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Explore the patient journey with multimodal RWD

The notoriously complex healthcare system produces enormous quantities of data every moment. A typical care delivery network might generate petabytes of clinical, financial, laboratory, and pharmaceutical information on hundreds of thousands of patients each year – yet only a tiny fraction of this data is currently used to inform treatment decisions, support the development of new therapies, and foster better patient experiences and outcomes.

Government agencies, life science companies, care providers, payers, and patient advocates are all eager to change that ratio and make better use of the real-world data (RWD), and the real-world evidence (RWE) generated from it, that are pouring out of the care environment every second.

In fact, regulators are wasting no time in crafting an environment where rich, varied, and trustworthy RWD and RWE are central to the quest to create safer, more effective, more accessible therapies for a variety of disease groups, including cancer, said Sandy Leonard, Chief Commercial Officer at COTA during a recent webinar.

“We know that the regulatory environment is continuing to challenge us to move faster and find efficiencies while ensuring exceptional quality and value in the pursuit of better patient outcomes,” she said.

“To achieve those goals, we need multimodal RWD and RWE that can help us understand how actual patients engage with their care.  By bringing together diverse data from multiple sources, such as EHR data, lab data, claims, pharmacy data, and even wearable device data, we can build out a multidimensional view of patients and better understand how they interact with and respond to specific treatments.”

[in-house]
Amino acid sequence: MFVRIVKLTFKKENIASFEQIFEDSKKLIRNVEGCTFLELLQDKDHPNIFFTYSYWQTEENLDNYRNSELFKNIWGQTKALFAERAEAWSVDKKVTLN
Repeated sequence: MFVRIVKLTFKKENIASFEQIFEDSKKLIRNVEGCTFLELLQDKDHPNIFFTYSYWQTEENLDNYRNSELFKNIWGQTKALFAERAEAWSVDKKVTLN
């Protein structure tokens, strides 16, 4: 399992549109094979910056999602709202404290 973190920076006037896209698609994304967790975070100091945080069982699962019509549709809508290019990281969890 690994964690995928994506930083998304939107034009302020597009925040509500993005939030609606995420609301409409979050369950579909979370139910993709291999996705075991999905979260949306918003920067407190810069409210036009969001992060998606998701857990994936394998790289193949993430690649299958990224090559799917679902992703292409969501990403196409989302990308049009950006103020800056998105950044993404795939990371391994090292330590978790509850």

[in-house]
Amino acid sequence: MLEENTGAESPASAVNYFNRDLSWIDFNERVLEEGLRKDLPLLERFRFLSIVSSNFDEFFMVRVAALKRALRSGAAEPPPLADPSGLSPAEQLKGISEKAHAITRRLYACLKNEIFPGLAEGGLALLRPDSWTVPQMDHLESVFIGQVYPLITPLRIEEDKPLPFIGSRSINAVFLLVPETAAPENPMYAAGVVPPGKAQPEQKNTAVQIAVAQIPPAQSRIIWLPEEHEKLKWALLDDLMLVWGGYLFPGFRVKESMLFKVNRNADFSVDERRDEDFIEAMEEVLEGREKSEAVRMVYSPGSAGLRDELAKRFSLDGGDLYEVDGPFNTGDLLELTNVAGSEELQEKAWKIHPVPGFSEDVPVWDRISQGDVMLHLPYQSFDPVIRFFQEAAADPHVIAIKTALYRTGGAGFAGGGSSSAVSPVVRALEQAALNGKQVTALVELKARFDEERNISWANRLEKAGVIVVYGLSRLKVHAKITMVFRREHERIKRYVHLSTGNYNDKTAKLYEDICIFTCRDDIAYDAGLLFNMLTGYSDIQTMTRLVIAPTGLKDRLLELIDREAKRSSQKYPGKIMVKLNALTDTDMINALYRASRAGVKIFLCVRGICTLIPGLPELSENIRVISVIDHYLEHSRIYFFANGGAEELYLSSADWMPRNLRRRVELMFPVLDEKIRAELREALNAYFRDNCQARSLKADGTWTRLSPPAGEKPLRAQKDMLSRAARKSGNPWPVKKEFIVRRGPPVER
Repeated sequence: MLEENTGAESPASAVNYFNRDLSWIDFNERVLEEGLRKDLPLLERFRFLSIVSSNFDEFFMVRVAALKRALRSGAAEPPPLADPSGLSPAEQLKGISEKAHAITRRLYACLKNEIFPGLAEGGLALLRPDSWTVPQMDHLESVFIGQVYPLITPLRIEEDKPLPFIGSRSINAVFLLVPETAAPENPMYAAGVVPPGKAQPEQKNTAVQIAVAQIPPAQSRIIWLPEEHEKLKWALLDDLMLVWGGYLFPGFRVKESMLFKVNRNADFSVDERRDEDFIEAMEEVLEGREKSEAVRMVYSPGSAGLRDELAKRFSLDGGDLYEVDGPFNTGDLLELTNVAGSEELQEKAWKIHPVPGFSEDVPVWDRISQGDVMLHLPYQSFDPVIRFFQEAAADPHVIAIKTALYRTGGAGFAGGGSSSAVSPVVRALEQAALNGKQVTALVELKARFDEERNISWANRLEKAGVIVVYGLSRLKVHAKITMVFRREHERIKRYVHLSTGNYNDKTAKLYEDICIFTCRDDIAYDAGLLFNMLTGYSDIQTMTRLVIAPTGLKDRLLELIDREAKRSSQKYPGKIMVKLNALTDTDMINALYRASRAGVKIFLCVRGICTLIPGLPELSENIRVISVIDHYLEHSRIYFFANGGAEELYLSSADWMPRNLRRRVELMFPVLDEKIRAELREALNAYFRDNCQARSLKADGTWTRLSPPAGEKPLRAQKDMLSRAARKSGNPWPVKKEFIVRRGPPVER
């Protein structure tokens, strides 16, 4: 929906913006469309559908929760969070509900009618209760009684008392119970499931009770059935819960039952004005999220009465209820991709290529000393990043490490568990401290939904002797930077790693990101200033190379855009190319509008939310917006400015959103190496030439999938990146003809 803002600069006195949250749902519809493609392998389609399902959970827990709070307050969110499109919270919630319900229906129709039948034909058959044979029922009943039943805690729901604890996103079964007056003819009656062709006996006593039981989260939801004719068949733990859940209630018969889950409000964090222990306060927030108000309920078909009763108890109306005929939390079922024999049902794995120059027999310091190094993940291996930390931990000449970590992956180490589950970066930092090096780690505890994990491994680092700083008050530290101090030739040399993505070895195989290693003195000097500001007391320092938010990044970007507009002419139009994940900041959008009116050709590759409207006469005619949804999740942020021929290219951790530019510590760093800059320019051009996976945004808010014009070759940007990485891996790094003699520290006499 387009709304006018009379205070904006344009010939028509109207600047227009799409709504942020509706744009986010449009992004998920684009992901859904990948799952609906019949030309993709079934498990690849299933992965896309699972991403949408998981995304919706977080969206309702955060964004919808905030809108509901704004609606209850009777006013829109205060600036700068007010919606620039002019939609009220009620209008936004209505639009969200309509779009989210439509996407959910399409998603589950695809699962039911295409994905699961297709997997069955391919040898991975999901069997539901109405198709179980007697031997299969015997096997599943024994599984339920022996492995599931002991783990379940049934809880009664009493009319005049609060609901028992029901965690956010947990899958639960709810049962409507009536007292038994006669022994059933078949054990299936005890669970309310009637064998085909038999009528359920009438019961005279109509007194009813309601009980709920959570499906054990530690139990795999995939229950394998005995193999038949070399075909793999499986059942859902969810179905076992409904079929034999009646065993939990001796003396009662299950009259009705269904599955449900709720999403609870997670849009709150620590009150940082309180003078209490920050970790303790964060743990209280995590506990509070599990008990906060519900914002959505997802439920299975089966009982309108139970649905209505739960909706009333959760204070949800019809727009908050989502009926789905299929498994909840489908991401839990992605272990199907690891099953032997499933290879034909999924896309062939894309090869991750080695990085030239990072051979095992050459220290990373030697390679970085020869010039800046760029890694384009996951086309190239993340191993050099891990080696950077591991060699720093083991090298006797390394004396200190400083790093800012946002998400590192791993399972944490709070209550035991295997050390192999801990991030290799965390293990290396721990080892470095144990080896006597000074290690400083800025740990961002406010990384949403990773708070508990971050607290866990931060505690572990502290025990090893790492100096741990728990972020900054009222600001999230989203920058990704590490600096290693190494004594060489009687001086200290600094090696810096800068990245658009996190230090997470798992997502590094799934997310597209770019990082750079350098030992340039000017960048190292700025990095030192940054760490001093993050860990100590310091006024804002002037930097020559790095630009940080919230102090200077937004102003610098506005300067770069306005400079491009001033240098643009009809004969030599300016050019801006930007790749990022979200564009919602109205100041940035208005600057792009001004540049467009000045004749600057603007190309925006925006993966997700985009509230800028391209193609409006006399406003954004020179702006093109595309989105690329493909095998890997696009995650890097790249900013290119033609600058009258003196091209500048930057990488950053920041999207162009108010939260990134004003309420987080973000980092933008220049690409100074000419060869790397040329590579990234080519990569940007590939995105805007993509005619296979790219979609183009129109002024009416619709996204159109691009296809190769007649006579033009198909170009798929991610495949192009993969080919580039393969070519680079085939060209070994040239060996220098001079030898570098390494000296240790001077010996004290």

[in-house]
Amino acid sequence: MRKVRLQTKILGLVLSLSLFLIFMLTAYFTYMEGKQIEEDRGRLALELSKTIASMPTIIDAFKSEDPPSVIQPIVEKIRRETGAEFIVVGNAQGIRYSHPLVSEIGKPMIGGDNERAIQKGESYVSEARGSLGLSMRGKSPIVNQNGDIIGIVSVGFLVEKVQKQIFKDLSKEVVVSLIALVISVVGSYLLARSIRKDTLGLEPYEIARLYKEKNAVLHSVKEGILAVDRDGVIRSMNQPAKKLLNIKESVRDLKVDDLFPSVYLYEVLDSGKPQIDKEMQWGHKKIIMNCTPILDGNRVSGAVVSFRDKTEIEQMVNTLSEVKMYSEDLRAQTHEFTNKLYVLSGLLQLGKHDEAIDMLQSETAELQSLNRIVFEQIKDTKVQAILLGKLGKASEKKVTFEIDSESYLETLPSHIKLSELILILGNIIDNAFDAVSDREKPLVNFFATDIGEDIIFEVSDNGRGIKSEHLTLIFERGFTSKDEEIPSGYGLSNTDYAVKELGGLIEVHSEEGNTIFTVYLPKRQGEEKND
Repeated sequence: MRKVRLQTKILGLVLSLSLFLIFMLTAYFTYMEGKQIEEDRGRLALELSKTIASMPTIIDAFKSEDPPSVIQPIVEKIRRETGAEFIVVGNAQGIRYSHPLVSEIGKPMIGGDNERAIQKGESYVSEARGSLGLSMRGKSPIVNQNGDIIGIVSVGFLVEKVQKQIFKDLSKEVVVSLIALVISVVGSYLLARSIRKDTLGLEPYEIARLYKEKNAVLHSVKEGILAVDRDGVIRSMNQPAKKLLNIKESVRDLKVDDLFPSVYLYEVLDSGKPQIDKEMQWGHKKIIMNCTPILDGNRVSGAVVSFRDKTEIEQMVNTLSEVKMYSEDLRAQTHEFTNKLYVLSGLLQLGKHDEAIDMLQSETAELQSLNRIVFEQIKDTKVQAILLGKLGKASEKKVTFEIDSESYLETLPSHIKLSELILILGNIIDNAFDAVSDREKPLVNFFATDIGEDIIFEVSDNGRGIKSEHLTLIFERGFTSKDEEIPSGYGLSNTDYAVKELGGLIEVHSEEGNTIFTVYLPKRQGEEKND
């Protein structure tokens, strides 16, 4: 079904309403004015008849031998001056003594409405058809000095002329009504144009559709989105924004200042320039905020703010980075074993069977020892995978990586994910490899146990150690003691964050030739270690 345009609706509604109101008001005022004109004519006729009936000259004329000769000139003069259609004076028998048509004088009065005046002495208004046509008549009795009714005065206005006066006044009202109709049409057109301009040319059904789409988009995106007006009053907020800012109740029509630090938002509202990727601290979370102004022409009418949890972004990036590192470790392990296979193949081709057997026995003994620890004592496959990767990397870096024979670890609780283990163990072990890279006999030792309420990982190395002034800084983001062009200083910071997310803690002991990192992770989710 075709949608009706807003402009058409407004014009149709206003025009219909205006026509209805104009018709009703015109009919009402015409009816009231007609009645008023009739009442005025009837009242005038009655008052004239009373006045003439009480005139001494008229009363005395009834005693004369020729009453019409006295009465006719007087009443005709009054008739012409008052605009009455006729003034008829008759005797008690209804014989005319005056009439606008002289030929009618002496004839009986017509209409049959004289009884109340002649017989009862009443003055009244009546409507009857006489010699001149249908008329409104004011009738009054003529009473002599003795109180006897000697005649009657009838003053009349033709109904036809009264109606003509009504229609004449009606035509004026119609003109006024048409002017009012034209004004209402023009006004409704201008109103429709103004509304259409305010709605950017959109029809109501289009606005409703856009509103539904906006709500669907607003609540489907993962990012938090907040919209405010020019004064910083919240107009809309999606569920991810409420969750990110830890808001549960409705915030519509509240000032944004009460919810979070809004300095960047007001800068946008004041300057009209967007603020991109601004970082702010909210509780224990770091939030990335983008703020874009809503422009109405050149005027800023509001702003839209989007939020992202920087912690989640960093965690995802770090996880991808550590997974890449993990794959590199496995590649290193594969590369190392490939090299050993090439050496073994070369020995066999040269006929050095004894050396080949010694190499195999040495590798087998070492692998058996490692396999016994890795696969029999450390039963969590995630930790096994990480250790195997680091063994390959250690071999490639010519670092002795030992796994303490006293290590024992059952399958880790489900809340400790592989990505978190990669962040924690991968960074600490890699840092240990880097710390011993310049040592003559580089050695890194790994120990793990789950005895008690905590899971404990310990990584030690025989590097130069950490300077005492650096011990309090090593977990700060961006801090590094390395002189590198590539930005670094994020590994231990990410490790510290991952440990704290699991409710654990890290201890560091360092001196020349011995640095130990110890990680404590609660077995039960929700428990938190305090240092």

Around the world, regulatory bodies are embracing the emerging role of RWD and RWE in pharmaceutical development and post-market surveillance. In the United States, the FDA and CMS are taking particularly active roles in setting new guidelines and creating roadmaps to help industry fulfill the goals of landmark laws, said Nirosha Lederer, Head of US Federal Government Programs at Aetion.

“RWD and RWE have been around for a while now. What’s new here is that there are significant policy developments at both FDA and CMS that are accelerating the demand for RWD and RWE and transforming them from a nice-to-have into a strategic imperative,” she explained.

For example, the 21st Century Cures Act of 2016 mandated that the FDA investigate how RWE can contribute to medical product approvals, which has catalyzed substantial investments in RWD and RWE by both FDA and industry, including RCT Duplicate, which looks at how and when RWE can answer regulatory questions.